The opinion of the court was delivered by: Hon. Napoleon A. Jones, Jr. United States District Judge
ORDER: (1) GRANTING PLAINTIFFS' MOTION FOR LEAVE TO AMEND; and (2) DISMISSING DEFENDANTS' MOTIONS TO DISMISS [DOC. NOS. 63, 75] AND MOTION FOR SUMMARY JUDGMENT [DOC. NO. 77]
Presently before this Court is Plaintiffs Bessie and Charlie Johnson's ("Plaintiffs") motion for leave file a second amended complaint. [Doc. No. 86.] Having reviewed the motion, both oppositions filed by Defendants in this case [Doc. Nos. 92, 93], and all supporting documentation, this Court GRANTS Plaintiffs' motion to file an amended complaint.
Plaintiffs allege that on or about July 17, 2006, decedent Darryl Johnson ("Decedent") was riding his bicycle when he was attacked by a security guard who was working for Defendants Executive Protective Agency K-9 & Investigative Services, Inc. ("Executive"), Park Crest Properties, and South Crest Apartments. (First Am. Compl. ¶¶ 17-18.) Plaintiffs allege that unnamed police officers employed by Defendants City of San Diego ("City") and the San Diego Police Department ("SDPD") also attacked and beat Decedent in an apparent case of mistaken identity. (Id. ¶ 19.) Plaintiffs allege that Decedent was repeatedly struck in the head and body and choked by the security guard and police officers. (Id. ¶ 20.) Plaintiffs allege that Decedent thereafter "suffered acute respiratory failure and brain damage, which directly and proximately caused his death on July 23, 2006." (Id. ¶ 22.)
On October 2006, Plaintiffs presented the City of San Diego with a claim for injuries and death of their son. In December 2006, the City of San Diego rejected the claim.
On March 28, 2007, Plaintiffs filed their original complaint against Executive; Franklin R. Whiteley; Park Crest Apartments; City of San Diego; San Diego Police Department; and Does 6-100. [Doc. No. 1.] The original Complaint alleged Eighth and Fourteenth Amendment violations by the City of San Diego and the San Diego Police Department, as well as negligence against all defendants. [Id.]
On October 3, 2007, Plaintiffs filed a first amended complaint. [Doc. No. 29.] The first amended complaint added South Crest Apartments as a new defendant. Additionally, it alleges two causes of action against the City of San Diego and San Diego Police Department for damages under 42 U.S.C. § 1983, a third cause of action against unnamed San Diego Police Officers, San Diego Police Department and the City of San Diego under the California Tort Claims Act, and a fourth cause of action for common law negligence against all defendants. [Id.]
Since Plaintiffs initiated this suit, they have experienced many changes in representation. Plaintiffs were first represented by John Victor Bell of the Pacific Law Center; on April 17, 2007, Mr. Bell filed Notice that Giles de Sureval Townsend from the same firm would handle the case. [Doc. No. 3.] Later that year, Plaintiffs filed a Motion to Substitute Attorney after Pacific Law Center closed its civil practice; Robert Hamparyan of Panish Hoey, LLP became Plaintiffs' attorney of record. [Doc. Nos. 17, 36.] On March 6, 2008, Robert Hamparyan filed a Motion to Withdraw as Counsel. [Doc. No. 47.] After holding a hearing, the Court ordered Mr. Hamparyan relieved. [Doc. No. 51.] Plaintiffs were without representation until January 23, 2009, when the Court granted Plaintiffs' request to substitute Richard deSaulles as counsel of record. [Doc. No. 67.]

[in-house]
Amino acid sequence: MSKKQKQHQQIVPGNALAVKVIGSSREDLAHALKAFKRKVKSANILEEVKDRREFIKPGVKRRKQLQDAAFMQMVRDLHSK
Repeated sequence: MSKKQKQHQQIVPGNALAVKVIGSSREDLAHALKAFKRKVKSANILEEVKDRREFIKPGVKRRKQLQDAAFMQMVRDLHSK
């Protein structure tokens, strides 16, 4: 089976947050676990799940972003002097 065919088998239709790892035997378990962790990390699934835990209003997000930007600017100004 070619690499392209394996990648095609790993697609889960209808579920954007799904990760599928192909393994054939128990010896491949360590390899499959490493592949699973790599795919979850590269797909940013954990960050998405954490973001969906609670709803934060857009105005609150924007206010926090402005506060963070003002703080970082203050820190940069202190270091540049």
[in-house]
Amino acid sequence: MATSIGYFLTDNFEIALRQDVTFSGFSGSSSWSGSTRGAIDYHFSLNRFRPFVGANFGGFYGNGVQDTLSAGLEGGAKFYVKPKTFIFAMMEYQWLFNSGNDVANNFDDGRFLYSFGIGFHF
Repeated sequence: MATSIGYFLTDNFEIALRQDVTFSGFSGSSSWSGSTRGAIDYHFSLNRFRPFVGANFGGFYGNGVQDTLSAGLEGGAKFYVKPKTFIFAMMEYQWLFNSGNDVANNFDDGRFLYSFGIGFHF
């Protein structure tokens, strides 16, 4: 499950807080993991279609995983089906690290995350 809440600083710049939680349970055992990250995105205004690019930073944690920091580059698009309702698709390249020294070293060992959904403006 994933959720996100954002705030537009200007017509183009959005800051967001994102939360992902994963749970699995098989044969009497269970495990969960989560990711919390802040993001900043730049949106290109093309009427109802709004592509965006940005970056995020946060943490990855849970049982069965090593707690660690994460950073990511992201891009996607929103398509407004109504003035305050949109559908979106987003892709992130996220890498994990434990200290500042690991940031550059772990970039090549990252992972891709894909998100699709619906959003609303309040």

On December 18, 2008, Defendants San Diego Police Department and the City of San Diego filed a Motion to Dismiss, or in the alternative, Motion for Partial Summary Judgment as to the second cause of action. [Doc. No. 63.] The Court reset the hearing date and ordered rebriefing of the Motion after Mr. DeSaulles became Plaintiffs' counsel. [Doc. No. 69.] On May 7, 2009, Defendants San Diego Police Department and City of San Diego filed a separate Motion to Dismiss, or in the alternative, Motion for Partial Summary Judgment as to the first cause of action. [Doc. No. 75.] On May 18, 2009, Defendants Executive and Franklin Whiteley filed an Amended Motion for Summary Judgment. [Doc. No. 77.] On June 15, 2009, Plaintiffs filed the instant Motion for Leave to File Second Amended Complaint. [Doc. No. 86.] Defendants San Diego Police Department and City of San Diego filed an Opposition to the Motion to Amend [doc. no. 93, "City Opposition"], as did Defendants Executive and Franklin Whiteley [doc. no. 92, "Executive Opposition"].
A party may amend a pleading once as a matter of course at any time before a responsive pleading is served. Fed. R. Civ. P. 15(a). Once a responsive pleading has been served, however, a party may amend the pleading only by leave of court or by written consent of the adverse party. Id.
Leave to amend is freely given when justice so requires. Fed. R. Civ. P. 15(a)(2); Morris v. U.S. Dist. Court, 363 F.3d 891, 894 (9th Cir. 2004). Moreover, this policy is "to be applied with extreme liberality." Morongo Band of Mission Indians v. Rose, 893 F.2d 1074, 1079 (9th Cir. 1990). "The purpose of the pleadings is to facilitate a proper decision on the merits and to not erect formal and burdensome impediments in the litigation process." Howey v. United , 481 F.2d 1187, 1190 (9th Cir. 1973).
However, the denial of a motion for leave to amend is within the discretion of the district court and will be reversed only upon abuse. Chappel v. Lab. Corp. of Am., 232 F.3d 719, 725 (9th Cir. 2000). A district court may deny leave to amend based on "the presence of any of four factors: bad faith, undue delay, prejudice to the opposing party, and/or futility." Griggs v. Pace Am. Group, Inc., 170 F.3d 877, 880 (9th Cir. 1999). In particular, the Ninth Circuit has held that prejudice to the opposing party carries the ...